Many recent cases have not resulted from a top down process of recruitment and radicalization initiated by al-Qaeda and its affiliates or radical preachers, but rather from a bottom up dynamic. Today, individuals like Nigeria’s Abdulmutallab, Fort Hood’s Maj.Nidal Malik Hasan, and the five American Muslims from Northern Virginia, are the initiators. They turn to radical imams—like the American-born and educated Yemeni radical preacher Anwar al-Alwaki, and the Jamaican-born cleric Abdullah El Feisal—for advice, justification and legitimacy. Would-be terrorists can also find a sense of solidarity and community in chat rooms.
Addressing issues of terrorism and framing de-radicalization programs requires paying attention not only to the war in cyberspace, but also to individuals’ psychological and identity problems and political concerns. The point here is not to excuse or explain away but, most importantly, to understand and prevent.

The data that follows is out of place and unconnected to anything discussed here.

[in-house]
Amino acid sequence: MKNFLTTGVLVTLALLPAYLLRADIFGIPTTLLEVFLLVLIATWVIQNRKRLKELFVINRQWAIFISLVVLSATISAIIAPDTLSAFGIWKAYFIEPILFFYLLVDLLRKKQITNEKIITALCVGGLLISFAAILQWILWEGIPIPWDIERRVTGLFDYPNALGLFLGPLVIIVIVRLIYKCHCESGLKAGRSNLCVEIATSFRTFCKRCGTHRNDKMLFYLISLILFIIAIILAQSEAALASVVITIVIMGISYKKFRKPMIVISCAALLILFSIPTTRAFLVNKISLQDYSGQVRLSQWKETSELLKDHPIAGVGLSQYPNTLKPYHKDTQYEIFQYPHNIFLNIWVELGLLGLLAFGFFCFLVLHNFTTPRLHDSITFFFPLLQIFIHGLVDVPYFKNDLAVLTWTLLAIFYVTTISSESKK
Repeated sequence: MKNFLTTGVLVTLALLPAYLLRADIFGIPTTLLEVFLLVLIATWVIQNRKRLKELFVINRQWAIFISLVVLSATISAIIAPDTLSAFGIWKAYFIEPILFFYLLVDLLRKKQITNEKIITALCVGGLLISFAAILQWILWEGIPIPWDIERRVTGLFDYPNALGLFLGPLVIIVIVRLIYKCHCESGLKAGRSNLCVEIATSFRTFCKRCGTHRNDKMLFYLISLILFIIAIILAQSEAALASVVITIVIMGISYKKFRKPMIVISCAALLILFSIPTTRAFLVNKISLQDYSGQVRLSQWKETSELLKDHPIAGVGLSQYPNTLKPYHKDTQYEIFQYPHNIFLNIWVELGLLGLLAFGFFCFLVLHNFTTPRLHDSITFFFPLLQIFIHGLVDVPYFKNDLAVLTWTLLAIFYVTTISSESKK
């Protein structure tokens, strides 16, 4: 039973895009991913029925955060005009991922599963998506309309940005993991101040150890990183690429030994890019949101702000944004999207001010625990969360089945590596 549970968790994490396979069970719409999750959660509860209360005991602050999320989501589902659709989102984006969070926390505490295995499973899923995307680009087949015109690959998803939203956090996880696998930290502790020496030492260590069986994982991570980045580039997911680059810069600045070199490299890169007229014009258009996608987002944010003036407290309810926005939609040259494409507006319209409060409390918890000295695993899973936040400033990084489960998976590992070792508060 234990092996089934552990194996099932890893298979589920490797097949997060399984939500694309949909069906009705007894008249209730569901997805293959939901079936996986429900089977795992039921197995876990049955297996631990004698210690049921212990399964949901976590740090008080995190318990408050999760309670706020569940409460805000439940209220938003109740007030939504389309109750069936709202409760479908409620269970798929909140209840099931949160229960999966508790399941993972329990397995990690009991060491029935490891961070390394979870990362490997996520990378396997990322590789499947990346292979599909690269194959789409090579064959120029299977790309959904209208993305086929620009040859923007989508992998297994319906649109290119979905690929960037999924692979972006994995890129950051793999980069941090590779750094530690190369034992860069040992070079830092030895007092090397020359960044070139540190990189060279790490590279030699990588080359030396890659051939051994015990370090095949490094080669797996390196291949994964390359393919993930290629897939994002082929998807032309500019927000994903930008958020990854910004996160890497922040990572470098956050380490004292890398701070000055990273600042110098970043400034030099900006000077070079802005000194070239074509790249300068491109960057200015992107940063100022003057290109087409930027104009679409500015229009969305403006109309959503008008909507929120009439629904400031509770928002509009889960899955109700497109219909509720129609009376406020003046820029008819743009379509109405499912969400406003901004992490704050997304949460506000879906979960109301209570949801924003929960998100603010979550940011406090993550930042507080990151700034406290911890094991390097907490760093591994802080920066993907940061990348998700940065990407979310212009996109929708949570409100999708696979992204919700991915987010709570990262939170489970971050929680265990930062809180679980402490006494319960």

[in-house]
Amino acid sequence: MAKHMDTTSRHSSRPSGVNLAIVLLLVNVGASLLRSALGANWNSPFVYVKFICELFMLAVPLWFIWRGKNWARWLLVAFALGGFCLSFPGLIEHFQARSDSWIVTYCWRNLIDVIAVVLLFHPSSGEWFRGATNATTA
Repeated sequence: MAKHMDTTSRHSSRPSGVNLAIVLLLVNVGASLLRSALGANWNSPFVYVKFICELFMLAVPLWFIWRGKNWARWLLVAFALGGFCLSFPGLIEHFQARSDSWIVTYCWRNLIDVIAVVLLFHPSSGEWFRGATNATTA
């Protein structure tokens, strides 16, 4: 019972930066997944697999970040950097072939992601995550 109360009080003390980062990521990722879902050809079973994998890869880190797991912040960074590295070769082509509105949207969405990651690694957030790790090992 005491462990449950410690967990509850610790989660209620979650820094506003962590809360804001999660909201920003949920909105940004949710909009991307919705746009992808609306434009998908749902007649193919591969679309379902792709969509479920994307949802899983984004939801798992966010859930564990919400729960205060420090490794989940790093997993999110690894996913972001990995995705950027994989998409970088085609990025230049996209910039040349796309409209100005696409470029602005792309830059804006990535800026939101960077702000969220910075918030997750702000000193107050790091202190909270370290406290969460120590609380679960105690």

Many bright, talented and otherwise well-balanced individuals are profoundly affected and changed by what they see as endless oppression, corruption and injustice in Muslim regimes and failed states and Western foreign policies. They see Western powers, particularly the US, as supporting and aiding autocrats or as using power and military force to threaten, invade and “occupy” Muslim lands. The perception of occupation and injustice in Iraq, Afghanistan, Kashmir, Chechnya, and Palestine continues to be a catalyst heavily exploited in the rhetoric and ideologies of terrorist organizations.
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